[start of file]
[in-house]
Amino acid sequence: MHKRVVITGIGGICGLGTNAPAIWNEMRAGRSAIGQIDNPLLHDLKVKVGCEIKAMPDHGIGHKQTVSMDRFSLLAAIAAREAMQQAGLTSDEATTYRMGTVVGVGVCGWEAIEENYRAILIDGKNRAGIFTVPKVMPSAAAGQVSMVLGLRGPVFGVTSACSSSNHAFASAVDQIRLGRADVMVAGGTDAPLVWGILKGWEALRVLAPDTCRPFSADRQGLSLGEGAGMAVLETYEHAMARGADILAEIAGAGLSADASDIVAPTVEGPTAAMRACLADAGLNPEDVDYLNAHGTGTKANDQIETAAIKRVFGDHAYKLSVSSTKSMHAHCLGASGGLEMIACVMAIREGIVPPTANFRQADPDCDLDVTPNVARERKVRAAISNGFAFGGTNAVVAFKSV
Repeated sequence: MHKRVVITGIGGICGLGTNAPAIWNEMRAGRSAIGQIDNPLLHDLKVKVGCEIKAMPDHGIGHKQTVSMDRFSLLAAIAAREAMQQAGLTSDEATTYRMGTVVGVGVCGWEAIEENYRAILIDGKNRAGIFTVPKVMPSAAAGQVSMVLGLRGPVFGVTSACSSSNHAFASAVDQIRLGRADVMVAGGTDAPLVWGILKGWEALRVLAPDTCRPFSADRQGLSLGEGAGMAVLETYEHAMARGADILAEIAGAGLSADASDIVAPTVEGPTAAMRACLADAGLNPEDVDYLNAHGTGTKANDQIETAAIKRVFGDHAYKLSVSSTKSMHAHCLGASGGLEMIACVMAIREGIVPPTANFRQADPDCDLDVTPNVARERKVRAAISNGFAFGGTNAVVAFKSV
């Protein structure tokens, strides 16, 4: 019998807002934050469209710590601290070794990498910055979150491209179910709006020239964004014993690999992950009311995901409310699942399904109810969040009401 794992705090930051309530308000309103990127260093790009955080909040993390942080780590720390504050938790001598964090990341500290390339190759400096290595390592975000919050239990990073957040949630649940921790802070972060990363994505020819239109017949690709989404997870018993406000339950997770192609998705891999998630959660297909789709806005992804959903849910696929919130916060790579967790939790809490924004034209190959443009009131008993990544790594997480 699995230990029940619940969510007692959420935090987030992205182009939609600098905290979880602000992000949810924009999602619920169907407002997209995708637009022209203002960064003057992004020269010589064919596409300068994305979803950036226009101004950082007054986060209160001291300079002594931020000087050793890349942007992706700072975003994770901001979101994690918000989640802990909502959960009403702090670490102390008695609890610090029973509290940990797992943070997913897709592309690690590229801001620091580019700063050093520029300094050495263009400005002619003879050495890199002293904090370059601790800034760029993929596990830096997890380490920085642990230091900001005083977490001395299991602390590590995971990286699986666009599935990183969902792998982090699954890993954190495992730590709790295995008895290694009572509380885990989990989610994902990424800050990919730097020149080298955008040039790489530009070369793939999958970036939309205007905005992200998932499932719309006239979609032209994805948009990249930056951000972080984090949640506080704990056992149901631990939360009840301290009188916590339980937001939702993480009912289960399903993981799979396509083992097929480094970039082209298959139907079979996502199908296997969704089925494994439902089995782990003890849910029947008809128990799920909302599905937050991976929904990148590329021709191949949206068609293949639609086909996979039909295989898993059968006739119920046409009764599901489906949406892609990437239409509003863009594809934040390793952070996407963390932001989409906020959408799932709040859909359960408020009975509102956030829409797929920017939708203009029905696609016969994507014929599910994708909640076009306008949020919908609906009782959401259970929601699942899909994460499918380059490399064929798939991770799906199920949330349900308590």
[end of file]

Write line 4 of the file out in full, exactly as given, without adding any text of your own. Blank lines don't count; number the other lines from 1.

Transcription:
């Protein structure tokens, strides 16, 4: 019998807002934050469209710590601290070794990498910055979150491209179910709006020239964004014993690999992950009311995901409310699942399904109810969040009401 794992705090930051309530308000309103990127260093790009955080909040993390942080780590720390504050938790001598964090990341500290390339190759400096290595390592975000919050239990990073957040949630649940921790802070972060990363994505020819239109017949690709989404997870018993406000339950997770192609998705891999998630959660297909789709806005992804959903849910696929919130916060790579967790939790809490924004034209190959443009009131008993990544790594997480 699995230990029940619940969510007692959420935090987030992205182009939609600098905290979880602000992000949810924009999602619920169907407002997209995708637009022209203002960064003057992004020269010589064919596409300068994305979803950036226009101004950082007054986060209160001291300079002594931020000087050793890349942007992706700072975003994770901001979101994690918000989640802990909502959960009403702090670490102390008695609890610090029973509290940990797992943070997913897709592309690690590229801001620091580019700063050093520029300094050495263009400005002619003879050495890199002293904090370059601790800034760029993929596990830096997890380490920085642990230091900001005083977490001395299991602390590590995971990286699986666009599935990183969902792998982090699954890993954190495992730590709790295995008895290694009572509380885990989990989610994902990424800050990919730097020149080298955008040039790489530009070369793939999958970036939309205007905005992200998932499932719309006239979609032209994805948009990249930056951000972080984090949640506080704990056992149901631990939360009840301290009188916590339980937001939702993480009912289960399903993981799979396509083992097929480094970039082209298959139907079979996502199908296997969704089925494994439902089995782990003890849910029947008809128990799920909302599905937050991976929904990148590329021709191949949206068609293949639609086909996979039909295989898993059968006739119920046409009764599901489906949406892609990437239409509003863009594809934040390793952070996407963390932001989409906020959408799932709040859909359960408020009975509102956030829409797929920017939708203009029905696609016969994507014929599910994708909640076009306008949020919908609906009782959401259970929601699942899909994460499918380059490399064929798939991770799906199920949330349900308590």